In my juvenile days I remember to have seen peasant boys make, what they called a "Hoberdy's Lantern, " by hollowing out a turnip, and cutting eyes, nose, and mouth therein, in the true moon-like style; and having lighted it up by inserting the stump of a candle, they used to place it upon a hedge to frighten unwary travellers in the night... Adaptations of Washington Irving's short story "The Legend of Sleepy Hollow" (1820) often show the Headless Horseman with a pumpkin or jack-o'-lantern in place of his severed head.
In the original story, a shattered pumpkin is discovered next to Ichabod Crane's abandoned hat on the morning after Crane's supposed encounter with the Horseman. The application of the term to carved pumpkins in American English is first seen in 1834.
 The carved pumpkin lantern's association with Halloween is recorded in the 1 November 1866 edition of the Daily News (Kingston, Ontario). The old time custom of keeping up Hallowe'en was not forgotten last night by the youngsters of the city. They had their maskings and their merry-makings, and perambulated the streets after dark in a way which was no doubt amusing to themselves. There was a great sacrifice of pumpkins from which to make transparent heads and face, lighted up by the unfailing two inches of tallow candle. James Fenimore Cooper wrote a nautical novel titled The Jack O'lantern (le Feu-Follet), Or the Privateer (1842). The poet John Greenleaf Whittier, who was born in Massachusetts in 1807, wrote the poem "The Pumpkin" (1850):. When wood-grapes were purpling and brown nuts were falling! When wild, ugly faces we carved in its skin.
Glaring out through the dark with a candle within! It is an ancient British custom to light great bonfires (Bone-fire to clear before Winter froze the ground) on Hallowe'en, and carry blazing fagots about on long poles; but in place of this, American boys delight in the funny grinning jack-o'-lanterns made of huge yellow pumpkins with a candle inside. In the United States, the carved pumpkin was first associated with the harvest season in general, long before it became a symbol of Halloween.  In 1895, an article on Thanksgiving entertaining recommended a lit jack-o'-lantern as part of the festivities... The story of the jack-o'-lantern comes in many forms and is similar to the story of Will-o'-the-wisp retold in different forms across Western Europe,  including, Italy, Norway, Spain and Sweden.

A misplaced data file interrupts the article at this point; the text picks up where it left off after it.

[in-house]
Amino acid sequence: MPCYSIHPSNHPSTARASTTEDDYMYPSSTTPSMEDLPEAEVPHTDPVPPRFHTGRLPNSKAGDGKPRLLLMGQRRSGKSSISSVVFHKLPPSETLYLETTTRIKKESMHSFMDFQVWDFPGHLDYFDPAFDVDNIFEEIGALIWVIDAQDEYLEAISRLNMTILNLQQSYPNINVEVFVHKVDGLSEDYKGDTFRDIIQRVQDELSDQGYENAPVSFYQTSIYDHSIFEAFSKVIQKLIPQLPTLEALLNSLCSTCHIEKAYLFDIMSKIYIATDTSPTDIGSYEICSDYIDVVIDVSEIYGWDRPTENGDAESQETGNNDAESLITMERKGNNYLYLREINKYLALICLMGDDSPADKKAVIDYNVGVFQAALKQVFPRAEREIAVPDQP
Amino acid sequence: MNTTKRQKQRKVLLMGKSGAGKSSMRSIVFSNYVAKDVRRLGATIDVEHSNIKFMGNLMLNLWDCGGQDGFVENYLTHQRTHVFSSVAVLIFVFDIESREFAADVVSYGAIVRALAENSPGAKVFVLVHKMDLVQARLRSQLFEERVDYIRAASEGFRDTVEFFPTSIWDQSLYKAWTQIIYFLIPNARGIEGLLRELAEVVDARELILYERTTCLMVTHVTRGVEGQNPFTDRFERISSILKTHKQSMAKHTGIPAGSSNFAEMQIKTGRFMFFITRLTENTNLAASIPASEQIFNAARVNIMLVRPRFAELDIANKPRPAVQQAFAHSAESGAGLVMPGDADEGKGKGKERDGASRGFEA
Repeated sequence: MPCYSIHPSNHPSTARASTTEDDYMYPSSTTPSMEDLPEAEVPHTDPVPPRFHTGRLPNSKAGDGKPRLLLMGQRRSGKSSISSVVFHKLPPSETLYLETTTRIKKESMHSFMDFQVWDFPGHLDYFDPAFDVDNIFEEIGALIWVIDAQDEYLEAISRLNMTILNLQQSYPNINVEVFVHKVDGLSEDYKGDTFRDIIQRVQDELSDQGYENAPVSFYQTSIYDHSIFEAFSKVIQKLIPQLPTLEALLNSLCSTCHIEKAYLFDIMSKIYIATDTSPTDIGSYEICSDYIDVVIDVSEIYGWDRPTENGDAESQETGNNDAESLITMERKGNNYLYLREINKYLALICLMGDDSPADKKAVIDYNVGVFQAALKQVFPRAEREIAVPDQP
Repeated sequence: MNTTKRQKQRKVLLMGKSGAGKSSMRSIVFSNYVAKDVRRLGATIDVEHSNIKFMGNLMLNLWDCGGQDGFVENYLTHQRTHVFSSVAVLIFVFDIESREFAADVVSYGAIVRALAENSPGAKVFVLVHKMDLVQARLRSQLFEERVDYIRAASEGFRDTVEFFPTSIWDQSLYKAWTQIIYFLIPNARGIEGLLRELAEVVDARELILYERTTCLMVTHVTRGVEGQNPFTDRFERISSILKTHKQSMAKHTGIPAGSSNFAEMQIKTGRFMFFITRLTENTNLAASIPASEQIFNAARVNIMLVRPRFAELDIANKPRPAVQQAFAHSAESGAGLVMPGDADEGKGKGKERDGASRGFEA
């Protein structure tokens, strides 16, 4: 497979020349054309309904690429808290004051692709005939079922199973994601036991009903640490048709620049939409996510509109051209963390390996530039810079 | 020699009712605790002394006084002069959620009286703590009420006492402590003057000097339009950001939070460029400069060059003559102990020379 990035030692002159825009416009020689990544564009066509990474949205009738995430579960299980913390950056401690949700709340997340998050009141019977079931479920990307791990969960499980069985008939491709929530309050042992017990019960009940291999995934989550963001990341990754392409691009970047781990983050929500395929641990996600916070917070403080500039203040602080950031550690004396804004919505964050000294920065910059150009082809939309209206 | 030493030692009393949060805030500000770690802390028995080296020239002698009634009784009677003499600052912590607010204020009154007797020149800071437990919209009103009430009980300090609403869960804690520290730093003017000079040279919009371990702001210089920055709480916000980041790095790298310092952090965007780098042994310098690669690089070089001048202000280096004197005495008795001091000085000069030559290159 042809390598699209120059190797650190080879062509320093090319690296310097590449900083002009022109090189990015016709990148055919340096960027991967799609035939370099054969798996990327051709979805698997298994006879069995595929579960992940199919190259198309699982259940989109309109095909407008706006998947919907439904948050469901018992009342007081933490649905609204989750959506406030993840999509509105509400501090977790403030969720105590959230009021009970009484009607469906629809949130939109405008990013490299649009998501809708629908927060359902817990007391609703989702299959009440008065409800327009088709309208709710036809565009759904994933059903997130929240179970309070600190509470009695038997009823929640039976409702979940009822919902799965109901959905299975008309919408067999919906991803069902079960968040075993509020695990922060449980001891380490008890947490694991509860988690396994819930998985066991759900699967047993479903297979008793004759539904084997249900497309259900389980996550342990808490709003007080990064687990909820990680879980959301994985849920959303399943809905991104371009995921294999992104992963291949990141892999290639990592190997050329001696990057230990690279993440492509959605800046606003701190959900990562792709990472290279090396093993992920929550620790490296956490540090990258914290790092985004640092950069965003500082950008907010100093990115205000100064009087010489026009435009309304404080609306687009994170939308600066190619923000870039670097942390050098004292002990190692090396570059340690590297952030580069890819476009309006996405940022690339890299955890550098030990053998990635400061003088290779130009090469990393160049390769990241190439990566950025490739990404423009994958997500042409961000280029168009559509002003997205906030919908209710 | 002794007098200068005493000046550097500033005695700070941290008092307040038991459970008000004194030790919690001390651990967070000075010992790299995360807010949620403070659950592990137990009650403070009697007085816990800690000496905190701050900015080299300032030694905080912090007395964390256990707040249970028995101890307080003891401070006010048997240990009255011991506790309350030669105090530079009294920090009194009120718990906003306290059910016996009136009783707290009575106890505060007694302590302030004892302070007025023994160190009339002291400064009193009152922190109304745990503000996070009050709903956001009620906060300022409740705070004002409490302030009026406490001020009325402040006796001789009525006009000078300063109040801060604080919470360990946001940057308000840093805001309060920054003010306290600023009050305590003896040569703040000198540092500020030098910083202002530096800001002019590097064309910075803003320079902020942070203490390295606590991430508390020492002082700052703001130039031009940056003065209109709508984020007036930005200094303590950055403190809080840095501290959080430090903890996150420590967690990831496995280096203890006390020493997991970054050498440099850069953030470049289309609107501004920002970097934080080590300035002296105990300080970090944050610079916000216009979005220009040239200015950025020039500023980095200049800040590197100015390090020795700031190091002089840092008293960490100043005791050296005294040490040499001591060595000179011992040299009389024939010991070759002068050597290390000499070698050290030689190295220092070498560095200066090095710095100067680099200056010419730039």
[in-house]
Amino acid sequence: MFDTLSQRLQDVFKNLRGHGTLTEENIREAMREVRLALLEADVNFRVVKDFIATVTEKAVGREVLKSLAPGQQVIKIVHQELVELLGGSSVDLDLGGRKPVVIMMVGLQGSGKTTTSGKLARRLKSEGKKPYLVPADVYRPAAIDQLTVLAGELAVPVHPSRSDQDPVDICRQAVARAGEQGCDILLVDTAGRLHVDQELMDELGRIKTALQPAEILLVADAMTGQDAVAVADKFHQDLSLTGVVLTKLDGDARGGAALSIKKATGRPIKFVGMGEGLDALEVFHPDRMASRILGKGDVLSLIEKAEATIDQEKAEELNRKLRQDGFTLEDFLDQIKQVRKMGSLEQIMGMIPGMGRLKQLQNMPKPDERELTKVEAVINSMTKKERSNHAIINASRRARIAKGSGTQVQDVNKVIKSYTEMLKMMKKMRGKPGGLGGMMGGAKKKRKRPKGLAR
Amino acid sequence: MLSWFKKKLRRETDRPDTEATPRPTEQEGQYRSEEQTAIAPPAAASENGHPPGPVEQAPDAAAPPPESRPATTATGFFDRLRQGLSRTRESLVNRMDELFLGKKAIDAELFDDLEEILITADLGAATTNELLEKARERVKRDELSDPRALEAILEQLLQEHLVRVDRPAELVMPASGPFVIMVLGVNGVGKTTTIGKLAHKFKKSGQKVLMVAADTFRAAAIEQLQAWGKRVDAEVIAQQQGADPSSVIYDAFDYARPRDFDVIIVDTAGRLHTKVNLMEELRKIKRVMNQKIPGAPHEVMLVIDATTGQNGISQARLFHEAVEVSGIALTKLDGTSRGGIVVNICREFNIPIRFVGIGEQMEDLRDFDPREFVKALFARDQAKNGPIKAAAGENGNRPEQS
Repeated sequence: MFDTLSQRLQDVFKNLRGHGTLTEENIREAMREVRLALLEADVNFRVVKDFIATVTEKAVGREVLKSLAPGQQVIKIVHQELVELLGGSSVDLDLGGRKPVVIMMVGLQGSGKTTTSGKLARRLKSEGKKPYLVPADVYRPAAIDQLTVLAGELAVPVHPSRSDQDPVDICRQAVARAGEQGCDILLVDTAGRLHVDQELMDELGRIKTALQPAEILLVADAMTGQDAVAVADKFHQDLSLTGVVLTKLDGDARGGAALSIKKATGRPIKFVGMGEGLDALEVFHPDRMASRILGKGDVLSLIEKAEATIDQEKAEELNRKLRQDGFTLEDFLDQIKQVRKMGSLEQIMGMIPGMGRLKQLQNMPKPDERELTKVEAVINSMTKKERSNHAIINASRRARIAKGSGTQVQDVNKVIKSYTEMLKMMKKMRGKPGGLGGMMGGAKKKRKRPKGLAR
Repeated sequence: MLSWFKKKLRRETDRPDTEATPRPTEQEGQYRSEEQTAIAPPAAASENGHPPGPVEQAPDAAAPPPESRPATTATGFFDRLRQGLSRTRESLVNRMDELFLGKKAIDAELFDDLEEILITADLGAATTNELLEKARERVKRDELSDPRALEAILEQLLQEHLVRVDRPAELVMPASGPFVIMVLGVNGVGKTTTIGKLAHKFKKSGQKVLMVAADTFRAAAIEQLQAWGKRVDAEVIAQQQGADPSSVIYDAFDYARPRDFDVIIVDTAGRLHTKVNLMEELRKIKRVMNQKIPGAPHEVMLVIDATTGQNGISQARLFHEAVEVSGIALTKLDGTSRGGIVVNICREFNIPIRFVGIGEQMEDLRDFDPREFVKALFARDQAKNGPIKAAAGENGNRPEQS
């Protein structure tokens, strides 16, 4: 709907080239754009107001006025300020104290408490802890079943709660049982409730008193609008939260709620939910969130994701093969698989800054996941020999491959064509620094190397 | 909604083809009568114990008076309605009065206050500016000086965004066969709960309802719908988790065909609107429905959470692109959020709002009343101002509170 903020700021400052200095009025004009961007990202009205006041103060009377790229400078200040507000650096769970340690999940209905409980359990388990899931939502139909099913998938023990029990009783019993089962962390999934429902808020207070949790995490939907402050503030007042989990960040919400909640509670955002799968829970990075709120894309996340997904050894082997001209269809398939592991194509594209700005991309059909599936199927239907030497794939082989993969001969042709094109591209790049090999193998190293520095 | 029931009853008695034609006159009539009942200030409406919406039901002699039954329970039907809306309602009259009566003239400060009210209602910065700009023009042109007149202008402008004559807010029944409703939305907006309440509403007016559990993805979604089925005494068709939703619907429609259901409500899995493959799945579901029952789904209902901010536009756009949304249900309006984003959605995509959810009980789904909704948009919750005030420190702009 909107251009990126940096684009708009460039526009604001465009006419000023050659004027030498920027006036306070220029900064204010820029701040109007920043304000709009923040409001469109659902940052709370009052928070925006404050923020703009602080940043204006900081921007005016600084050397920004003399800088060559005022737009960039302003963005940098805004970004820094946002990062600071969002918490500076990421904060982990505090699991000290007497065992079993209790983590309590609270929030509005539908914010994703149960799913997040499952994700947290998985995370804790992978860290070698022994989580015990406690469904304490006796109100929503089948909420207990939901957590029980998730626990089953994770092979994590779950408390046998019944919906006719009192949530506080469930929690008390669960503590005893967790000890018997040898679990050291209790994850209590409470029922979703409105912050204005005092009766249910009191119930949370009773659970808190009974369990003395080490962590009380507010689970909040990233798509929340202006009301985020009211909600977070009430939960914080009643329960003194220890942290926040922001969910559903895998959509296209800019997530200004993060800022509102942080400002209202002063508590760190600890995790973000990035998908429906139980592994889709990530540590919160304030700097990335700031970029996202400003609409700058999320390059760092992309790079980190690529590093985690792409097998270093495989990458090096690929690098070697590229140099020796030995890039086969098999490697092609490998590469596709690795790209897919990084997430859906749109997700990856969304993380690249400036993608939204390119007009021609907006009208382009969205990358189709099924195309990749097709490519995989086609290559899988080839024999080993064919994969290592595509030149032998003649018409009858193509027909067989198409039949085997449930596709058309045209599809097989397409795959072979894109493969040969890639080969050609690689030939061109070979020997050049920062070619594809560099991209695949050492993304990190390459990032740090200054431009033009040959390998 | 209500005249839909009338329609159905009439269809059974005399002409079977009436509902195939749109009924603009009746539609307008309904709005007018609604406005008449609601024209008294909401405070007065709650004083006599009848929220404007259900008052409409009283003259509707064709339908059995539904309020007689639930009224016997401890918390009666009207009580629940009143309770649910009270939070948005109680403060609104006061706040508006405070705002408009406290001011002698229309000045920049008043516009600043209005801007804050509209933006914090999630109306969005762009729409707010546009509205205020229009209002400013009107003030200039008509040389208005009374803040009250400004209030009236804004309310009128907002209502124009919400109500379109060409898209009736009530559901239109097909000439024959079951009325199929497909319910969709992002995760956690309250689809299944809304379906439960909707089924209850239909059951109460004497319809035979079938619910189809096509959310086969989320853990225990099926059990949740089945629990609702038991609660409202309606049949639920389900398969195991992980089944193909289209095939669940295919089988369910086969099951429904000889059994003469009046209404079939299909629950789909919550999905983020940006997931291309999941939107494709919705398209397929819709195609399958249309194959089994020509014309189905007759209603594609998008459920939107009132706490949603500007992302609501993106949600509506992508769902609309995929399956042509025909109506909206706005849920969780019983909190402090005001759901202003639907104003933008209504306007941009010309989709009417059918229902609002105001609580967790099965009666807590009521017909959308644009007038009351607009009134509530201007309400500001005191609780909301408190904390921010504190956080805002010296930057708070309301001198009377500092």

In Switzerland, children will leave bowls of milk or cream out for mythical house spirits called Jack o' the bowl.  An old Irish folk tale from the mid-18th century tells of Stingy Jack, a lazy yet shrewd blacksmith who uses a cross to trap Satan. One story says that Jack tricked Satan into climbing an apple tree, and once he was up there, Jack quickly placed crosses around the trunk or carved a cross into the bark, so that Satan couldn't get down. Another version of the story says that Jack was getting chased by some villagers from whom he had stolen.
He then met Satan, who claimed it was time for him to die. However, the thief stalled his death by tempting Satan with a chance to bedevil the church-going villagers chasing him. Jack told Satan to turn into a coin with which he would pay for the stolen goods (Satan could take on any shape he wanted); later, when the coin (Satan) disappeared, the Christian villagers would fight over who had stolen it. The Devil agreed to this plan. He turned himself into a silver coin and jumped into Jack's wallet, only to find himself next to a cross Jack had also picked up in the village. Jack had closed the wallet tight, and the cross stripped the Devil of his powers; and so he was trapped. In both folktales, Jack lets Satan go only after he agrees to never take his soul. Many years later, the thief died, as all living things do.
Of course, Jack's life had been too sinful for him to go to heaven; however, Satan had promised not to take his soul, and so he was barred from hell as well. Jack now had nowhere to go. He asked how he would see where to go, as he had no light, and Satan mockingly tossed him a burning coal, to light his way. Jack carved out one of his turnips (which were his favorite food), put the coal inside it, and began endlessly wandering the Earth for a resting place.
He became known as "Jack of the Lantern", or jack o'lantern. 1884 recorded the use of the term in a rhyme used in Polperro, Cornwall, in conjunction with Joan the Wad, the Cornish version of Will-o'-the-wisp. The people of Polperro regarded them both as pixies.
Who tickled the maid and made her mad. Light me home, the weather's bad. Jack-o-lanterns were also a way of protecting one's home against the undead.
Superstitious people used them specifically to ward off vampires. They thought this because it was said that the jack-o-lantern's light was a way of identifying vampires who, once their identity was known, would give up their hunt for you...
Sections of the pumpkin or turnip are cut out to make holes, often depicting a face, which may be either cheerful, scary, or comical.  Complex carvings (or paintings on the gourds) are becoming more common such as: figures, logos, and symbols. Printed stencils can be used as a guide for increasingly complex designs.